“Because these deformities are thought to be associated with gravity, we thought that the weighted spiders would not provide a balanced net lift and would appear randomly when sitting on the gravel. mol. We found that most, but not all, nets built at zero weight were very symmetrical, ”researchers describe in a previous article published in the journal Natural Science.
However, the spiders changed their web design significantly based on lighting patterns – those built under the light of a lamp were just as irregular as those on which they were built. Land. Spiders under the lamplight usually looked down as they waited to catch flies in their nets.
“We would not have thought that light would play a role in guiding the spiders in space. We were very lucky that the lamps were attached at the top of the room and not on different sides. Without that, we would not be able to determine the effect of light on net symmetry in zero gravity, ”said Dr. Samuel Zschokke of the University of Basel explains.
This unexpected result showed spiders using light as a guide showing them how to “up” when the effect of gravity disappears.
She’s a nice spider, working as a web designer…
David Bowie’s claims to spiders from Mars to one side may seem unlikely to have developed arachnids to “design nets properly” in space. Because spiders build nets and catch prey in the dark as well as during the day, it was accepted aotrom they played little to no part in the way they build nets. While it would seem that nature did not design for spiders in space, there could be a good grounding reason for the skill.
Trichonephila on Earth direct themselves by using an organ that records the relative position of the front and back of the arachnid’s body. As he builds a net, this situation always changes over time. Therefore, spiders on Earth may use their position Grian as a secondary tool, guiding them as they move in different directions and to different positions.
“She doesn’t have to run. She sits quietly, tolerating the consummate force; she waits for her prey to come to them alone, and then she takes them in, injects them with poison, leaving them unable to escape. Spiders – as and when needed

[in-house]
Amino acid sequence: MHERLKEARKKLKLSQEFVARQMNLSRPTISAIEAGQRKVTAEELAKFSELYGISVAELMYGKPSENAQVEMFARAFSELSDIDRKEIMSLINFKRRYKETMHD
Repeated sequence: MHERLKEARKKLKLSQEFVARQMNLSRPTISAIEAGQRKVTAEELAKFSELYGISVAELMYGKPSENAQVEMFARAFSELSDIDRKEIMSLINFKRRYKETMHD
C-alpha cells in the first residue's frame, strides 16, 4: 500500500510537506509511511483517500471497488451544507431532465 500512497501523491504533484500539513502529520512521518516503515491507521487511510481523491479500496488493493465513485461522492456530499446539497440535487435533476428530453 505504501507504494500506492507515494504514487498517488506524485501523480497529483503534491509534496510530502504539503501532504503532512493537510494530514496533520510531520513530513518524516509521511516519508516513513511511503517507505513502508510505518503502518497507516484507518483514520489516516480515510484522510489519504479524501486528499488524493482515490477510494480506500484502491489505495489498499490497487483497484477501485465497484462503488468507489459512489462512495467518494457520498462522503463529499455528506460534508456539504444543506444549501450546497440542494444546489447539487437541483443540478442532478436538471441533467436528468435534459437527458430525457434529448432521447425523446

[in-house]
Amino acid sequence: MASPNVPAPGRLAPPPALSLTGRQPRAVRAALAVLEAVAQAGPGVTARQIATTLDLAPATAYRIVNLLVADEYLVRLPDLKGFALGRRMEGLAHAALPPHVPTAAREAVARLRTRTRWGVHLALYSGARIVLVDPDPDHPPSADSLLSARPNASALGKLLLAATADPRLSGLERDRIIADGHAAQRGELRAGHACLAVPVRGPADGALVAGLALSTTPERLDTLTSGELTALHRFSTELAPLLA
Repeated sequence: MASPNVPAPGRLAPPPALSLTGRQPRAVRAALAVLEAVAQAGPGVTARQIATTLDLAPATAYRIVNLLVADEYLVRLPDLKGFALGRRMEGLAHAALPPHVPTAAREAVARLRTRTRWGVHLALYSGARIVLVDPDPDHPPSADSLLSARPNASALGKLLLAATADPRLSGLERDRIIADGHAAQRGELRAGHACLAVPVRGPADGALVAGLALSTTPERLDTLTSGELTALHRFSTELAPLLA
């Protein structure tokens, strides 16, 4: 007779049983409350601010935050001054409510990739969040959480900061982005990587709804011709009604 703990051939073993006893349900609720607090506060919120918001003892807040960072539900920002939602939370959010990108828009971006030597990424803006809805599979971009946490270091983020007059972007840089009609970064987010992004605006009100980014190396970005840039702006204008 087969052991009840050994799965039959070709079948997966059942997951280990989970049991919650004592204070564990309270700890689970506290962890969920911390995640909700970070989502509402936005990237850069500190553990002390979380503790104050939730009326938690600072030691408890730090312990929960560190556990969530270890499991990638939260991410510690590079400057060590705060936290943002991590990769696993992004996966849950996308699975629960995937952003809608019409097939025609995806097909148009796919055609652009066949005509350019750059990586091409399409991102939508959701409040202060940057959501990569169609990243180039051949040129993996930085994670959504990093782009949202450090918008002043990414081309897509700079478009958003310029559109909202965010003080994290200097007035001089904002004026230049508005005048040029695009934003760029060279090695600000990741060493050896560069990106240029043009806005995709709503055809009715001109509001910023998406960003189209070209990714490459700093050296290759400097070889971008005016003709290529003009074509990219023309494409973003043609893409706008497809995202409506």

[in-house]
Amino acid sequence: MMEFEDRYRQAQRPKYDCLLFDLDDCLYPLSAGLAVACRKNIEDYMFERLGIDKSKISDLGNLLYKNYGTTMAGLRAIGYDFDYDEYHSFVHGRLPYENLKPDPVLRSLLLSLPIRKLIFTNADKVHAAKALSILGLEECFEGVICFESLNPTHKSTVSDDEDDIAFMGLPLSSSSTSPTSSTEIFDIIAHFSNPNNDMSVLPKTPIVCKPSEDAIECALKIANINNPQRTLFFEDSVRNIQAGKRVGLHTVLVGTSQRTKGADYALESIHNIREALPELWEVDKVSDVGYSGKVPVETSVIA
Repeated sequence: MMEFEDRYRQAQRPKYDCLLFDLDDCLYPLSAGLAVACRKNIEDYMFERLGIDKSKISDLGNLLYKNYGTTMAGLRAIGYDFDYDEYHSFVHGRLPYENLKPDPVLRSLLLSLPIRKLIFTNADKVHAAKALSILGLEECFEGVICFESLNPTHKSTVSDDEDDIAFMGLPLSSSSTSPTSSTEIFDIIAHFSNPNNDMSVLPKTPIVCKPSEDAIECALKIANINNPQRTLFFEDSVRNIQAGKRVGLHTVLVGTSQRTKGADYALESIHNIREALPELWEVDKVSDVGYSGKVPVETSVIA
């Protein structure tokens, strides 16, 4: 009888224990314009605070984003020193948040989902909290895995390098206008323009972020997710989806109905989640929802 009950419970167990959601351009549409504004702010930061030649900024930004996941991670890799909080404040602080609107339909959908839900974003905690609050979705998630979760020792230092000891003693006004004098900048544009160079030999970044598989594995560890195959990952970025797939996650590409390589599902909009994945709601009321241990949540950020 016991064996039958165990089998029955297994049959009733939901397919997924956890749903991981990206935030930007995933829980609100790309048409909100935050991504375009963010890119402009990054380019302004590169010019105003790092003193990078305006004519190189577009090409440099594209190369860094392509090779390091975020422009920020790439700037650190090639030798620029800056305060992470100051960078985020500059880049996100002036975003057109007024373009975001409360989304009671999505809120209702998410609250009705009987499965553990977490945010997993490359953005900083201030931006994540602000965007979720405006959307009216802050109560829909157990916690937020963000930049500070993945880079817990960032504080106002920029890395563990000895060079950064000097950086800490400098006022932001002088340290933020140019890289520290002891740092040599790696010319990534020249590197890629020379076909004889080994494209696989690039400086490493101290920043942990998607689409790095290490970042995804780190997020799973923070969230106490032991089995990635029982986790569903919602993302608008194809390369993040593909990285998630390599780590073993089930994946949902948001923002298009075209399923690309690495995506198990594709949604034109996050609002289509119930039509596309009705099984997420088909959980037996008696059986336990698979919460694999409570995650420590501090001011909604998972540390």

The first spiders in space arrived in Skylab in July 1973, in an experiment originally designed by high school student Judith Miles, as part of the NASA Skylab Student Test Competition.
Gravity plays an important role in the behavior of animals on Earth. This experienced force directs the growth of plant roots, and plays an important role in the dance of honey bees. Gravity is also the cause of elephants walking around hills, rather than over them. Until funding is secured to launch an elephant into space, we will never know how pachydermnauts will cope with survival off Earth.
As people start to build the population Solar system and beyond, we are sure to take animals to space. We hope most people enjoy the trip more than the two strange spiders in space twelve years ago.
This article was originally published The Cosmic companion le James Maynard, founder and publisher of The Cosmic Companion. He is a native New England wild rat in Tucson, where he lives with his beloved wife, Nicole, and Max the Cat. You can read this original piece here.
Astronomy News with the Cosmic Companion also available as a weekly podcast, carried forward by the major podcast providers. Listen to it every Tuesday for updates on the latest astronomical news, and interviews with astronomers and other researchers working to discover the nature of the Earth.